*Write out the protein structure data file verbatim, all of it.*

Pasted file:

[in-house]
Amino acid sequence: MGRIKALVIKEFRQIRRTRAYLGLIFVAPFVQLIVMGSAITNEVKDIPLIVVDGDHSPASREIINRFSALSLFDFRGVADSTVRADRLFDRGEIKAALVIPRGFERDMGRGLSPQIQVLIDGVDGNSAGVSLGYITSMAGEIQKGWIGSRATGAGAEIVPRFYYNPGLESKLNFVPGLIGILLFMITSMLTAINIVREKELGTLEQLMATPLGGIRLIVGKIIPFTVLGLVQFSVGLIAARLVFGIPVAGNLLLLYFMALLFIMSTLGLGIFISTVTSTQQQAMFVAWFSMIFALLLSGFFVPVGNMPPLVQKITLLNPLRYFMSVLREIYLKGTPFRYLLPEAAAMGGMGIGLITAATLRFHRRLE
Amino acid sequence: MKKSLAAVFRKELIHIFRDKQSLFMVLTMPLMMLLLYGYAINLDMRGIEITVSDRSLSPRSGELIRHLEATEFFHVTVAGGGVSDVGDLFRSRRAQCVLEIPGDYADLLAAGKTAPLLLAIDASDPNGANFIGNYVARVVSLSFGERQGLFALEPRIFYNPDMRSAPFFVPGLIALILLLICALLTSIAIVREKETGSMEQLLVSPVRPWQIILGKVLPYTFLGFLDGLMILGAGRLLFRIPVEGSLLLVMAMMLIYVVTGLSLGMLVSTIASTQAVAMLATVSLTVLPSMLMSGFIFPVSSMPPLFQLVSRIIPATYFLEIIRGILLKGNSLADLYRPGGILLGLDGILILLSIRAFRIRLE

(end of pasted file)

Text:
[in-house]
Amino acid sequence: MGRIKALVIKEFRQIRRTRAYLGLIFVAPFVQLIVMGSAITNEVKDIPLIVVDGDHSPASREIINRFSALSLFDFRGVADSTVRADRLFDRGEIKAALVIPRGFERDMGRGLSPQIQVLIDGVDGNSAGVSLGYITSMAGEIQKGWIGSRATGAGAEIVPRFYYNPGLESKLNFVPGLIGILLFMITSMLTAINIVREKELGTLEQLMATPLGGIRLIVGKIIPFTVLGLVQFSVGLIAARLVFGIPVAGNLLLLYFMALLFIMSTLGLGIFISTVTSTQQQAMFVAWFSMIFALLLSGFFVPVGNMPPLVQKITLLNPLRYFMSVLREIYLKGTPFRYLLPEAAAMGGMGIGLITAATLRFHRRLE
Amino acid sequence: MKKSLAAVFRKELIHIFRDKQSLFMVLTMPLMMLLLYGYAINLDMRGIEITVSDRSLSPRSGELIRHLEATEFFHVTVAGGGVSDVGDLFRSRRAQCVLEIPGDYADLLAAGKTAPLLLAIDASDPNGANFIGNYVARVVSLSFGERQGLFALEPRIFYNPDMRSAPFFVPGLIALILLLICALLTSIAIVREKETGSMEQLLVSPVRPWQIILGKVLPYTFLGFLDGLMILGAGRLLFRIPVEGSLLLVMAMMLIYVVTGLSLGMLVSTIASTQAVAMLATVSLTVLPSMLMSGFIFPVSSMPPLFQLVSRIIPATYFLEIIRGILLKGNSLADLYRPGGILLGLDGILILLSIRAFRIRLE